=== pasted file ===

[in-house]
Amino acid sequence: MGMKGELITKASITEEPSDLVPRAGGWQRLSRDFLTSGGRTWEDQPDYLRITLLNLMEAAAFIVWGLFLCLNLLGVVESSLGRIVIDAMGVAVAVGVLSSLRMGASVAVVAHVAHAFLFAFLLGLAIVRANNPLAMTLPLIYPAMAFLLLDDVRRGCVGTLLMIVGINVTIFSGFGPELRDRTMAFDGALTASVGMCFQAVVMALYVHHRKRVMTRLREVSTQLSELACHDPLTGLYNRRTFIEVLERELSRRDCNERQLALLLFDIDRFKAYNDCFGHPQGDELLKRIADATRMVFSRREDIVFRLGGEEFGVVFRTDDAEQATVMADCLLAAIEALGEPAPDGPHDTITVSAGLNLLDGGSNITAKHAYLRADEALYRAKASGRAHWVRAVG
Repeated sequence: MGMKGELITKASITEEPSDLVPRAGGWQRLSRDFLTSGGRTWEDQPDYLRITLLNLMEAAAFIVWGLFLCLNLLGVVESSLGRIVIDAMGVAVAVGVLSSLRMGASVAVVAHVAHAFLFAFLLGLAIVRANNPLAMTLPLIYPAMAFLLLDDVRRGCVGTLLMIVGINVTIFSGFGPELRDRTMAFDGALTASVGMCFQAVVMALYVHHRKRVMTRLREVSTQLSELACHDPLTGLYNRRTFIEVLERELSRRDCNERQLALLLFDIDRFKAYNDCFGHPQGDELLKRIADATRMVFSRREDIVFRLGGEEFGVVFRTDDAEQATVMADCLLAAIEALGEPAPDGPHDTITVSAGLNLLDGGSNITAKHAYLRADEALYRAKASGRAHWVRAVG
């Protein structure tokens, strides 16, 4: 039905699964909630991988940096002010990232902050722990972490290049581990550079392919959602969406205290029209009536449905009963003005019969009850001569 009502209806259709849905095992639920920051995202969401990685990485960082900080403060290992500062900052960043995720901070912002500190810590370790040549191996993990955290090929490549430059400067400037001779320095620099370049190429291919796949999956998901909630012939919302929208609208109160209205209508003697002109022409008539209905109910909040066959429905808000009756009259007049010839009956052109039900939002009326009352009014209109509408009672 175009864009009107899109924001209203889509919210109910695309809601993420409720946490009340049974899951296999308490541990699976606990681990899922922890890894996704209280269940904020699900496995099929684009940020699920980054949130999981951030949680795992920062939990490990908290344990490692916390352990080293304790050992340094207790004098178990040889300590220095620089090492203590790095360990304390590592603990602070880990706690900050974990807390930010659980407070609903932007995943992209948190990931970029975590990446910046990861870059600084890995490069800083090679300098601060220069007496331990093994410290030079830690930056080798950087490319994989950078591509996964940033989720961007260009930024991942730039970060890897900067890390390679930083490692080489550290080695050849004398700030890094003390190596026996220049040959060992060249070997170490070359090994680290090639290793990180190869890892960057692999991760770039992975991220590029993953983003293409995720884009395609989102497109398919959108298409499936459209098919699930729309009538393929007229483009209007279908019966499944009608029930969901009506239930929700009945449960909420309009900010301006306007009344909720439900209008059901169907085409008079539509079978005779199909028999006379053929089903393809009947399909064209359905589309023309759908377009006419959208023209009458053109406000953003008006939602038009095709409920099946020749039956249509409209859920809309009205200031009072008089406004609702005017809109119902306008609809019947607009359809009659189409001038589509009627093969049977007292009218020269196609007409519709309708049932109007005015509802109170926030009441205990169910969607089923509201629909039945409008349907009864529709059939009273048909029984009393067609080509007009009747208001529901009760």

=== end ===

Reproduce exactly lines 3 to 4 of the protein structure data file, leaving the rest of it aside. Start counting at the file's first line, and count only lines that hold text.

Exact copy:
Repeated sequence: MGMKGELITKASITEEPSDLVPRAGGWQRLSRDFLTSGGRTWEDQPDYLRITLLNLMEAAAFIVWGLFLCLNLLGVVESSLGRIVIDAMGVAVAVGVLSSLRMGASVAVVAHVAHAFLFAFLLGLAIVRANNPLAMTLPLIYPAMAFLLLDDVRRGCVGTLLMIVGINVTIFSGFGPELRDRTMAFDGALTASVGMCFQAVVMALYVHHRKRVMTRLREVSTQLSELACHDPLTGLYNRRTFIEVLERELSRRDCNERQLALLLFDIDRFKAYNDCFGHPQGDELLKRIADATRMVFSRREDIVFRLGGEEFGVVFRTDDAEQATVMADCLLAAIEALGEPAPDGPHDTITVSAGLNLLDGGSNITAKHAYLRADEALYRAKASGRAHWVRAVG
């Protein structure tokens, strides 16, 4: 039905699964909630991988940096002010990232902050722990972490290049581990550079392919959602969406205290029209009536449905009963003005019969009850001569 009502209806259709849905095992639920920051995202969401990685990485960082900080403060290992500062900052960043995720901070912002500190810590370790040549191996993990955290090929490549430059400067400037001779320095620099370049190429291919796949999956998901909630012939919302929208609208109160209205209508003697002109022409008539209905109910909040066959429905808000009756009259007049010839009956052109039900939002009326009352009014209109509408009672 175009864009009107899109924001209203889509919210109910695309809601993420409720946490009340049974899951296999308490541990699976606990681990899922922890890894996704209280269940904020699900496995099929684009940020699920980054949130999981951030949680795992920062939990490990908290344990490692916390352990080293304790050992340094207790004098178990040889300590220095620089090492203590790095360990304390590592603990602070880990706690900050974990807390930010659980407070609903932007995943992209948190990931970029975590990446910046990861870059600084890995490069800083090679300098601060220069007496331990093994410290030079830690930056080798950087490319994989950078591509996964940033989720961007260009930024991942730039970060890897900067890390390679930083490692080489550290080695050849004398700030890094003390190596026996220049040959060992060249070997170490070359090994680290090639290793990180190869890892960057692999991760770039992975991220590029993953983003293409995720884009395609989102497109398919959108298409499936459209098919699930729309009538393929007229483009209007279908019966499944009608029930969901009506239930929700009945449960909420309009900010301006306007009344909720439900209008059901169907085409008079539509079978005779199909028999006379053929089903393809009947399909064209359905589309023309759908377009006419959208023209009458053109406000953003008006939602038009095709409920099946020749039956249509409209859920809309009205200031009072008089406004609702005017809109119902306008609809019947607009359809009659189409001038589509009627093969049977007292009218020269196609007409519709309708049932109007005015509802109170926030009441205990169910969607089923509201629909039945409008349907009864529709059939009273048909029984009393067609080509007009009747208001529901009760």